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Lesson Death and Disasters: Appropriating and Manipulating News Imagery

A grid of two rows of four black-and-white images depicting cans of tuna with varying degrees of shadow obscuring the image. The bottom right image is missing. Under the images is part of a headline that reads, “Seized shipment: Did a leak kill....”

Andy Warhol, Tunafish Disaster, 1963
The Andy Warhol Museum, Pittsburgh; Founding Collection, Contribution The Andy Warhol Foundation for the Visual Arts, Inc.
© The Andy Warhol Foundation for the Visual Arts, Inc.
1998.1.17

Examine the practice of photojournalism and explore how visual information may be edited or altered to convey new meanings.

Students look through contemporary newspapers to critically examine the use of photojournalism to report the news or to tell a story. Students create their own interpretation and story using Andy Warhol’s processes of appropriation, cropping, and repositioning.

Objectives

  • Students interpret visual data from art and source materials.
  • Students differentiate between journalism and art.
  • Students predict how the meaning of an image changes through journalistic and artistic editing.
  • Students edit visual information to convey new meanings.
A grid of two rows of four black-and-white images depicting cans of tuna with varying degrees of shadow obscuring the image. The bottom right image is missing. Under the images is part of a headline that reads, “Seized shipment: Did a leak kill....”

Andy Warhol, Tunafish Disaster, 1963
The Andy Warhol Museum, Pittsburgh; Founding Collection, Contribution The Andy Warhol Foundation for the Visual Arts, Inc.
© The Andy Warhol Foundation for the Visual Arts, Inc.
1998.1.17

About the Art

Warhol loved all forms of daily media and collected various newspapers, magazines, and supermarket tabloids. He recognized the power of mass-circulated media images in American culture and appropriated these as source material for his artwork. To create this version of Tunafish Disaster, Warhol used a page from Newsweek dated April 1, 1963, featuring a story about a can of contaminated tuna that killed two housewives in a suburb of Detroit. He repeated the image of the tuna can with its cut-off caption seven times on a silver ground. In his Death and Disaster series, Warhol explored the impact of cropped images taken out of a journalistic framework and placed repeatedly into the context of art. Some of the photographs that Warhol chose as source images for this series depict horrific scenes, such as race riots, car crashes, suicides, and nuclear explosions. Others focus on a narrative that may not be obvious but is symbolic of death and disaster nonetheless, such as the Electric Chair and Jackie series. In all of these works, Warhol used the repetition of images to mirror the repetition evident in society through media and technology.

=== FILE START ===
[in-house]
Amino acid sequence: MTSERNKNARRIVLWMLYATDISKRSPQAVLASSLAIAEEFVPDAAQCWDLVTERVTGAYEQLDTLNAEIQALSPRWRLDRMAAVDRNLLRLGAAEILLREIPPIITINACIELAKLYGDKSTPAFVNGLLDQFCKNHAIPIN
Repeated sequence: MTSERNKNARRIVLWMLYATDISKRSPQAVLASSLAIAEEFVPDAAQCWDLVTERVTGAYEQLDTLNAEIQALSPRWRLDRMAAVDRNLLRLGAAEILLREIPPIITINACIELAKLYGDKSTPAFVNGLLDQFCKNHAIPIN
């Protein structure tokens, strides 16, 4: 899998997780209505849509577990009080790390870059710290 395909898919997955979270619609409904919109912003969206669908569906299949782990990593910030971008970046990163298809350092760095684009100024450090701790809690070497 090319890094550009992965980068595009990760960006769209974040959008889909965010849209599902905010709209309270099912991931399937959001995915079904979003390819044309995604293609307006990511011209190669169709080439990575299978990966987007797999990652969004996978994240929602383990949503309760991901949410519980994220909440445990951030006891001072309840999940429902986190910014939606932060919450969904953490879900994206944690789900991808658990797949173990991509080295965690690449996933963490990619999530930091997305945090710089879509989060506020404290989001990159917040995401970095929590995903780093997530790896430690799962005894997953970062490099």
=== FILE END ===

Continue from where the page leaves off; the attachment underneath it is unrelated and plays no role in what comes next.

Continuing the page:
When you see a gruesome picture over and over again, it really doesn’t have any effect.

Andy Warhol, Artnews, 1963

Points of View

In 1963, while Warhol was working on his Death and Disaster paintings, Artnews published an interview between Gene Swenson and the artist.
G.S. When did you start with the “Death” pictures?
A.W. I guess it was the big plane crash picture, the front page of the newspaper: 129 Die. I was also painting the Marilyns. I realized that everything I was doing must have been Death. It was Christmas or Labor Day—a holiday—and every time you turned on the radio they said something like “4 million are going to die.” That started it. But when you see a gruesome picture over and over again, it really doesn’t have any effect.